"People listened politely," Ader once recalled of the initial reaction to his work in PNI, "but I did not have much luck in generating any interest in this hypothesis." Over the past 20 years, however, as advances in neuroscience brought the field into the modern age, scientists began to take more seriously the notion of a causal link between the mind and the immune system. Today, as the prominent research journals publish PNI studies and the U. S. Public Health Service funds hundreds of research grants in the area each year, the field is considered by many to be cutting-edge medicine.

"This is an adventure for both Dr. Quintans and myself," McClintock confides to the students. "And it is going to be really exciting to take on one of the big questions that's facing not only science, but creating political, social, and economic questions as well, because it has to do with how those social and psychological factors may affect risk for disease, and how certain diseases are more common in certain social, psychological, and epidemiological subgroups."

As an example, McClintock describes a recent discovery in the field of animal behavior. Researchers have found that when male mice are fighting, the subordinate mice change their hormonal and immune profiles in anticipation of a wound. They are not reacting to a wound that has already been inflicted-rather, there's something about knowing they are likely to receive a wound that enables them to prepare their immune systems to deal with a potential injury. "Less dominant males, who are less likely to be wounded, don't do that," says McClintock excitedly. "They have a completely different strategy. This takes animal models out of the realm of strict behaviorism-we're talking about anticipation and changing their profile.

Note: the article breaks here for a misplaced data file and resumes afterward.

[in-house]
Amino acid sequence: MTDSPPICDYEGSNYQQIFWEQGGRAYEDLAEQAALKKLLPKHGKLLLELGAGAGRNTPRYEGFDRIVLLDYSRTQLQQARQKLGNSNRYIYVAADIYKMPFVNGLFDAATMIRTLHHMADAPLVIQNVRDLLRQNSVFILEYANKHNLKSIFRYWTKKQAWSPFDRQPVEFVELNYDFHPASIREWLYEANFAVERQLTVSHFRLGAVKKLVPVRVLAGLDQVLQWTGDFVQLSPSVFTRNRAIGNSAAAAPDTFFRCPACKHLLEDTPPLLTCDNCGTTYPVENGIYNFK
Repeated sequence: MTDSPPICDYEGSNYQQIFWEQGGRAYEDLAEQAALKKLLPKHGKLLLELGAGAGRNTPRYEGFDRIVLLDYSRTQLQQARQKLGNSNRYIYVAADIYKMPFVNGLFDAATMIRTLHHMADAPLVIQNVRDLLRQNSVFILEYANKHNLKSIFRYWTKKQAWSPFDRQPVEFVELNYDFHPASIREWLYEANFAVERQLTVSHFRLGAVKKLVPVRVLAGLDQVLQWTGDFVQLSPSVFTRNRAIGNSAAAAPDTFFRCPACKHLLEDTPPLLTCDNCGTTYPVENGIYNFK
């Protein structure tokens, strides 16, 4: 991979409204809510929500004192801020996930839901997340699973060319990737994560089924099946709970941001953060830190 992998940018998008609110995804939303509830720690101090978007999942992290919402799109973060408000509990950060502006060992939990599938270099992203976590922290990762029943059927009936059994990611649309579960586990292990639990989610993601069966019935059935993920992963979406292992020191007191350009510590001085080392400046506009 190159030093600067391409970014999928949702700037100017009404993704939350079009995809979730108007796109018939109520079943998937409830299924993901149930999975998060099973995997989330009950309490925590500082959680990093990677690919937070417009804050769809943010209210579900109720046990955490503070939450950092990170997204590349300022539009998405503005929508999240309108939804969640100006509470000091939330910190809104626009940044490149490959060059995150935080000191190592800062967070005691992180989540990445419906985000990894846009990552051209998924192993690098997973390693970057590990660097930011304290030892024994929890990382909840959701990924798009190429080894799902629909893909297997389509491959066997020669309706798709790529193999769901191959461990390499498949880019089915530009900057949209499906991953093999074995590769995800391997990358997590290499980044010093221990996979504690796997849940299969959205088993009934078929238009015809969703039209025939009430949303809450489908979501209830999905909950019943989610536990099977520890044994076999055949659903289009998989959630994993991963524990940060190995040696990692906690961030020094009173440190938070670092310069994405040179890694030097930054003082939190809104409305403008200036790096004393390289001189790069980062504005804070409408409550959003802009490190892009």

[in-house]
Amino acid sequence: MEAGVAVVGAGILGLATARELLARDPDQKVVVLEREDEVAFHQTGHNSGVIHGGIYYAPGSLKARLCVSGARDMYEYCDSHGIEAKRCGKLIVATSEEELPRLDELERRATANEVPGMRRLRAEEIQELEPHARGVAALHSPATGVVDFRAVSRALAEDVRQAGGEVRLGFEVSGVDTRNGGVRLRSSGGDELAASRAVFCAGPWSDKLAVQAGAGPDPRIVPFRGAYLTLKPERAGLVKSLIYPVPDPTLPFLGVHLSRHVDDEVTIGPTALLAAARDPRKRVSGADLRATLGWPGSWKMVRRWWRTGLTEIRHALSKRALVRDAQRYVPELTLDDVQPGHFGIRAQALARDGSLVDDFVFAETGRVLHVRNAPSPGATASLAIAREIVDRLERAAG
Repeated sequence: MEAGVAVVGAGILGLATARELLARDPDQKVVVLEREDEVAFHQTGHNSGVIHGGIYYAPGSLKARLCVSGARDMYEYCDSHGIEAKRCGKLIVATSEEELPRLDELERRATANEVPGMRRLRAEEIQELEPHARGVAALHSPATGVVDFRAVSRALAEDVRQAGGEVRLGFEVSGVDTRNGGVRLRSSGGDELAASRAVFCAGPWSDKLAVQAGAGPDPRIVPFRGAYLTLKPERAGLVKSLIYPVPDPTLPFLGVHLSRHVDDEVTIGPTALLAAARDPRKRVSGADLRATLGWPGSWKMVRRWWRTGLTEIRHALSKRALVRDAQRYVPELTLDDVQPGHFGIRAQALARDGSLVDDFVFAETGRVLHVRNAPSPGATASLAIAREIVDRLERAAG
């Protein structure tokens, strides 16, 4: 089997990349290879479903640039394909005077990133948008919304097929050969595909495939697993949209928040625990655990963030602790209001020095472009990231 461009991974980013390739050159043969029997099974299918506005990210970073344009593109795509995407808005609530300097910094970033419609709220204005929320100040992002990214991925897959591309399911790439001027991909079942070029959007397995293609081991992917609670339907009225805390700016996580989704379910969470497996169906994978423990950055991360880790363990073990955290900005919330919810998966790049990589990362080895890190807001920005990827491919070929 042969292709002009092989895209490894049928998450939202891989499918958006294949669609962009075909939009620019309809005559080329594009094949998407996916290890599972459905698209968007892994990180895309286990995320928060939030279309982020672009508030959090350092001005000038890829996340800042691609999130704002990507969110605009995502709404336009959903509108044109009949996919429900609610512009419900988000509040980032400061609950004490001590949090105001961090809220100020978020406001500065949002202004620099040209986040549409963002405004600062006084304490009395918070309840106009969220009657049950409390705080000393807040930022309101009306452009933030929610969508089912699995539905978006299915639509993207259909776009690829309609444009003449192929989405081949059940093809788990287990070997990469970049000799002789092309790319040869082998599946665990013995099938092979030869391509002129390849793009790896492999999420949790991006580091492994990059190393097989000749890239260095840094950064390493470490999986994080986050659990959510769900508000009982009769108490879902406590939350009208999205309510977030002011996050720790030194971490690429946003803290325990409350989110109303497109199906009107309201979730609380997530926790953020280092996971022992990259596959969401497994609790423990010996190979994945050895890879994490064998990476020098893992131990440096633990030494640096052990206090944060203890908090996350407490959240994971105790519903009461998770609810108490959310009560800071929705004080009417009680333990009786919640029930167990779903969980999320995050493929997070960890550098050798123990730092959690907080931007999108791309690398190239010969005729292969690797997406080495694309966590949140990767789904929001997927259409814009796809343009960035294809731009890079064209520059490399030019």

As advances in neuroscience brought the field into the modern age, scientists began to take more seriously the notion of a causal link between the mind and the immune system. Today PNI is considered by many to be cutting-edge medicine.

"I am a biopsychologist by training," she adds, "interested in mind-body interactions. Most people in my field look at neuromechanisms as behavior and leave it at that. What I'm interested in is broadening the biology to include the immune system and the endocrine system-and at the psychological level, at which I am really trained, I'm interested not only in behavior, but also in the mind and belief and feeling and social interactions, and I believe this is applicable to animals as well as to people."

"The immune system is a huge system," says Quintans. "And so is the central nervous system and the peripheral nervous system. Just by virtue of the fact that they are complex systems, there's going to be a bit of overlap, and in psychoneuroimmunology the goal has always been to make meaning out of the overlap as either unavoidable coincidence or one that actually has some evolutionary purpose to it."